A Wine Pairing Guide For Brunch
Are you brunching this weekend? Whether you’re going out to your favorite brunch spot or making it at home in your PJs make sure to pair wine with your brunch!
If the idea of putting ingredients together absolutely terrifies you, you can – luckily – order delivery. Either way, we’ve got some easy tips to pair wine with brunch beyond the basic mimosa (although there’s nothing wrong with a mimosa-fueled brunch).
Keeping Things Simple
Brunch means different things to different people, but it can often mean an array of dishes or small plates. If you’re thinking, “Ack! I’m making three totally different things. How will I know which wine goes with all of them?!” – Fear not.
There are a couple of good options that work with lots of dishes in the breakfast-brunch realm. A fruity rosé or a crisp, aromatic white wine like Viognier will work pretty well across the board. Pinot Noir is a solid choice is also a solid choice.
Today’s the day for a treat if ever there was one. French toast, pancakes, and croissants are all delightful options. When it comes to baked goods, think about the main flavors – either from the toppings, the filling, or the sauce – to help you pick a wine.
When it comes to something simple (but delicious), like traditional French toast, go with a dry Riesling to balance the sweetness.
If fruit is front and center, pick a fruity wine. Crepes with raspberry sauce go nicely with a fruity, sparkling rosé. A rosé also goes nicely with this citrus almond brioche, or you could opt for an unoaked chardonnay. Blueberry pancakes pair well with slightly sweet and fizzy Moscato d’Asti.
Chocolatey treats – like chocolate chip pancakes or chocolate croissants – pair well with a sweeter wine like Banyuls.
Fresh-from-the-oven goodies like cinnamon rolls or baked oatmeal with berries go well with a semi-dry Riesling or a Pinot Noir.
When it comes to savory brunch options, we’re usually talking about eggs. Some say that eggs can be tricky to pair with wine, since the yolk can coat the palate. The key is to offset the creaminess of the eggs with a lighter, zippier wine. A light rosé or a cool, crisp white wine will often be your best bet.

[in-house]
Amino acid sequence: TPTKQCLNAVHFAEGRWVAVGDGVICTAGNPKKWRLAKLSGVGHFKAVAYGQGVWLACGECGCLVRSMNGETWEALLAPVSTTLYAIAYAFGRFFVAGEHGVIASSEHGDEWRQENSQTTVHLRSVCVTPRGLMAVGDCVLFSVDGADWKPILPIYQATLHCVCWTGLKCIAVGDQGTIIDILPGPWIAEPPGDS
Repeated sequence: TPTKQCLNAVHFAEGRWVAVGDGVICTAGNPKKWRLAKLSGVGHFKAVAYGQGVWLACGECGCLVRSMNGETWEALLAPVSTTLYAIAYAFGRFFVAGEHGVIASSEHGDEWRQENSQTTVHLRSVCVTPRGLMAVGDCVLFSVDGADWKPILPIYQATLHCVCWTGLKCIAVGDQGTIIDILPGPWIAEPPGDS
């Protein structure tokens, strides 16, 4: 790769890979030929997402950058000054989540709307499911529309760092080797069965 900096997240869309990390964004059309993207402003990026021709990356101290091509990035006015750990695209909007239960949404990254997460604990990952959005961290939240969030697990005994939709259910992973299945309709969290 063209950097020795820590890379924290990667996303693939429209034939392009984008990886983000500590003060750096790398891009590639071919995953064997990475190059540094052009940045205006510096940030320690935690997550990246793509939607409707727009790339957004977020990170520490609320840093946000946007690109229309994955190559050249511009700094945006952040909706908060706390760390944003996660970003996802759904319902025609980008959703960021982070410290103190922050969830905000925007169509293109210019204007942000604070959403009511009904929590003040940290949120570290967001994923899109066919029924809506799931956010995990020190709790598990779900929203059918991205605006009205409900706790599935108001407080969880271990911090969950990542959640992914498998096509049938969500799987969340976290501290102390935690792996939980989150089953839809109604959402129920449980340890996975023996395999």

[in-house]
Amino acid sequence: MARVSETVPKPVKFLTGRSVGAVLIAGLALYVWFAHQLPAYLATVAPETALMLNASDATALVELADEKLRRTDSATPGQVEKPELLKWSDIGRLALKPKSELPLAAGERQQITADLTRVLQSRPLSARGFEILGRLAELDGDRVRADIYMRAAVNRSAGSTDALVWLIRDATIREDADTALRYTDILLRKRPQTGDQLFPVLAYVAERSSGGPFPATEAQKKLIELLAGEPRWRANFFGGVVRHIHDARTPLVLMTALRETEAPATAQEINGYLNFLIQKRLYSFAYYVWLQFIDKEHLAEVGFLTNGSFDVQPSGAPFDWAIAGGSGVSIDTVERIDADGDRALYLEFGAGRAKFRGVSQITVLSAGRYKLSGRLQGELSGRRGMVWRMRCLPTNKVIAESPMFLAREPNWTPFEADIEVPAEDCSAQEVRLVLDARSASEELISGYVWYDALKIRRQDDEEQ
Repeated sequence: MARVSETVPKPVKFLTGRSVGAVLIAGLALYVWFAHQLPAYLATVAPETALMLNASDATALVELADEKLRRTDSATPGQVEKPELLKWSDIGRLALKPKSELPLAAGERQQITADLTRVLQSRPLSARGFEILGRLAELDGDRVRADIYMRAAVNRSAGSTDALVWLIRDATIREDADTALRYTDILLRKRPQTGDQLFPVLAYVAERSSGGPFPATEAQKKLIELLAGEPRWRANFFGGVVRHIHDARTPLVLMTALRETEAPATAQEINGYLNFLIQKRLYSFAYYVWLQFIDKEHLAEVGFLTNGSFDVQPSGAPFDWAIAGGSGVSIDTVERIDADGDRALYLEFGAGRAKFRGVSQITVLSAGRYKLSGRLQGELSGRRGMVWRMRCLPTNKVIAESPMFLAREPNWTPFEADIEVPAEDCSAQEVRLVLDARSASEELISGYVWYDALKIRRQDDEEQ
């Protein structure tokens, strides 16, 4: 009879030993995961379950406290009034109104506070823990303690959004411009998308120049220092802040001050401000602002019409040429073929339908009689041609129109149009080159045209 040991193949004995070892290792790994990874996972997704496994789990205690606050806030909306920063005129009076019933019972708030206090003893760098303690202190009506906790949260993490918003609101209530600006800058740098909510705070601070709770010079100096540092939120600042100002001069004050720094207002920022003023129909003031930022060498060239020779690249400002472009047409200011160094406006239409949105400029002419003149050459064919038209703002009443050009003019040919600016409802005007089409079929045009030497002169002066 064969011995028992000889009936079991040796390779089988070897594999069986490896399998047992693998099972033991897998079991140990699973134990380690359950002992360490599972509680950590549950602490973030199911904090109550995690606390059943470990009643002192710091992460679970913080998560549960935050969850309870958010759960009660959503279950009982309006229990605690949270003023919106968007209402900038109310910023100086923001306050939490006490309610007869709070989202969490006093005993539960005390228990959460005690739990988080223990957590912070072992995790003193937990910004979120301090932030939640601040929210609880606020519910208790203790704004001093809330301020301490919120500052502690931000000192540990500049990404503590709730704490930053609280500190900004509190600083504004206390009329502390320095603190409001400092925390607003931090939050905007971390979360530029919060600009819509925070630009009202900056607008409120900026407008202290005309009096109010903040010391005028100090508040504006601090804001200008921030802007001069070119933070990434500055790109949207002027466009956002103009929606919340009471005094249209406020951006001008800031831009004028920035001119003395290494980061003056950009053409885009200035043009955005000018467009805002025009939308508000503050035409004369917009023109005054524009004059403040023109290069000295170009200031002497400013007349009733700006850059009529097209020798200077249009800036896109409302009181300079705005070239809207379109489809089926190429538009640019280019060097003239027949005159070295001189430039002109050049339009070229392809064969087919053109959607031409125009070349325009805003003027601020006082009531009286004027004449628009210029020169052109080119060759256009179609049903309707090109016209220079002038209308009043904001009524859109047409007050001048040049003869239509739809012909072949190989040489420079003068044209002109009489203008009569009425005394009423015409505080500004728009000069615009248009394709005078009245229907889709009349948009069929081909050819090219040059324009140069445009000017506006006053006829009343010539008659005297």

For instance, scrambled eggs, poached eggs, or eggs benedict pair well with a light, fruity rosé or dry Prosecco. If smoked salmon is in the mix, a dry rosé will help cleanse the palate between bites.
A veggie quiche or spring vegetable frittata pairs well with a light white wine like Pinot Gris or Assyrtiko. This cheesy egg and polenta casserole goes nicely with a dry, unoaked Chardonnay.
For avocado toast with poached eggs, go with a light white wine like Sauvignon blanc. You could also try Grillo, a light Sicilian wine with tropical fruit flavors.
When there are spicy elements or bold components – like meat or tomatoes – that overpower the eggs in your dish, focus on those big flavors to help you pick a wine. Huevos Rancheros, for instance, with spicy salsa and chorizo pairs well with a light, earthy red like Gamay or Tempranillo. Heavier dishes like ham and cheddar bread pudding can hold up to a light, low-tannin red like Pinot Noir or Beaujolais.
Brunch Really Means Lunch
If you’re doing mom a solid and letting her sleep in, you might want to gear your menu toward the lunch end of brunch. If you want to pair wine with brunch items that are closer to lunch, you’ve got lots of options. Whether you like to spend the afternoon grazing on small plates or sitting down together for a meal, we’ve got you covered.
Small Bites and a Light White Wine
For tapas-style brunch, no one will object to a cheese board. When putting together a cheese board to pair with wine, pick cheeses that have something in common. Fresh cheeses like goat cheese and mozzarella go well with lighter white wines like Sauvignon blanc or Chenin Blanc. Aged, low-acid cheeses pair well with light red wines like Pinot Noir.
Adorable little cucumber and dill sandwiches pair well with a light white like Chardonnay or Sauv blanc. This strawberry basil bruschetta goes well with an aromatic white wine like Viognier.
For crab cakes, a light, herbaceous Sauvignon blanc or a Languedoc-Roussillon blend would be a good choice. If Sauvignon blanc sounds good to you, you can add a spring salad to the menu.
Pinot Noir, Caviar
Some lovely options for lovers of red wine include this carrot ricotta tart or a butternut squash tart, which both go beautifully with light, earthy Pinot Noir. Pinot is also a nice match for richly flavored bacon cheddar scones.
You could also go big and stay home with a glazed ham and sweeter red wine like Brachetto d’Acqui.
In Vino Finito
With these tips, anybody can pair wine with brunch for a fabulous, boozy mid-day feast.
Want more wine wisdom? Subscribe to our daily newsletter, Glass Half Full.